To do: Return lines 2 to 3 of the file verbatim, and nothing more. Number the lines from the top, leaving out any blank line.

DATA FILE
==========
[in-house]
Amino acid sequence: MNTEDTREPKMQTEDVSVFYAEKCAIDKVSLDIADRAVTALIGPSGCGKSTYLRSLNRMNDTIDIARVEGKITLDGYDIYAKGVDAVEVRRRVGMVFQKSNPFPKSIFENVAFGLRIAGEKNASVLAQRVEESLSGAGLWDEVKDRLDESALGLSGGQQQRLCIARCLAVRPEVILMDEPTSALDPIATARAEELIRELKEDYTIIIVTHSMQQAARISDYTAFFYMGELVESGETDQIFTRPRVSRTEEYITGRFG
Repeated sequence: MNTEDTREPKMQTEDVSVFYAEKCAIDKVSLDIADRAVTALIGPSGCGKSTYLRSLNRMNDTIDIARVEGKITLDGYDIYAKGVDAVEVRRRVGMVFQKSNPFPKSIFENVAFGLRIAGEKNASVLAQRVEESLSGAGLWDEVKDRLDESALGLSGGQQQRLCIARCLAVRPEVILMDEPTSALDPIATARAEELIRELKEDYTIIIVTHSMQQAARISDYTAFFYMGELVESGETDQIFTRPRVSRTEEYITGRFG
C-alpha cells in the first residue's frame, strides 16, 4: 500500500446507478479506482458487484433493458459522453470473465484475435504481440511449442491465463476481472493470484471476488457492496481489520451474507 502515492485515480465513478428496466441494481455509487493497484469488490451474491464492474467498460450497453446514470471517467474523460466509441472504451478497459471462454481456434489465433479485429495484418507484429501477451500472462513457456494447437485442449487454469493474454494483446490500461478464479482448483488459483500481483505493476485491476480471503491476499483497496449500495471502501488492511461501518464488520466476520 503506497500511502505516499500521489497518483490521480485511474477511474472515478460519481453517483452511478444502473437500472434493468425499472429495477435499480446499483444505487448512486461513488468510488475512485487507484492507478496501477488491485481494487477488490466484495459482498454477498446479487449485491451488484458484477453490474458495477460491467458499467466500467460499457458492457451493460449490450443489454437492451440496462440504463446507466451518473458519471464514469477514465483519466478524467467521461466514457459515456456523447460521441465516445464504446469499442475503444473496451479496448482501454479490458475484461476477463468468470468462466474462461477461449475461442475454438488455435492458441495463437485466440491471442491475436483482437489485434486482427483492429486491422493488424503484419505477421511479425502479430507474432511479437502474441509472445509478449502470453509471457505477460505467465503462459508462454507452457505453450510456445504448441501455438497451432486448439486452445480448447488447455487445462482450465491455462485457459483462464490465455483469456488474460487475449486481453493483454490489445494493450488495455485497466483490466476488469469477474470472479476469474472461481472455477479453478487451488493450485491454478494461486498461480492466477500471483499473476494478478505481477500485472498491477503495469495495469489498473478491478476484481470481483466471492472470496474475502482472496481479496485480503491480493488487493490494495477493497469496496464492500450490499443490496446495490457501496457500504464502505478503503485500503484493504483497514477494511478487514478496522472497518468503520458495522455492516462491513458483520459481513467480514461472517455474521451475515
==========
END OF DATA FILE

Amino acid sequence: MNTEDTREPKMQTEDVSVFYAEKCAIDKVSLDIADRAVTALIGPSGCGKSTYLRSLNRMNDTIDIARVEGKITLDGYDIYAKGVDAVEVRRRVGMVFQKSNPFPKSIFENVAFGLRIAGEKNASVLAQRVEESLSGAGLWDEVKDRLDESALGLSGGQQQRLCIARCLAVRPEVILMDEPTSALDPIATARAEELIRELKEDYTIIIVTHSMQQAARISDYTAFFYMGELVESGETDQIFTRPRVSRTEEYITGRFG
Repeated sequence: MNTEDTREPKMQTEDVSVFYAEKCAIDKVSLDIADRAVTALIGPSGCGKSTYLRSLNRMNDTIDIARVEGKITLDGYDIYAKGVDAVEVRRRVGMVFQKSNPFPKSIFENVAFGLRIAGEKNASVLAQRVEESLSGAGLWDEVKDRLDESALGLSGGQQQRLCIARCLAVRPEVILMDEPTSALDPIATARAEELIRELKEDYTIIIVTHSMQQAARISDYTAFFYMGELVESGETDQIFTRPRVSRTEEYITGRFG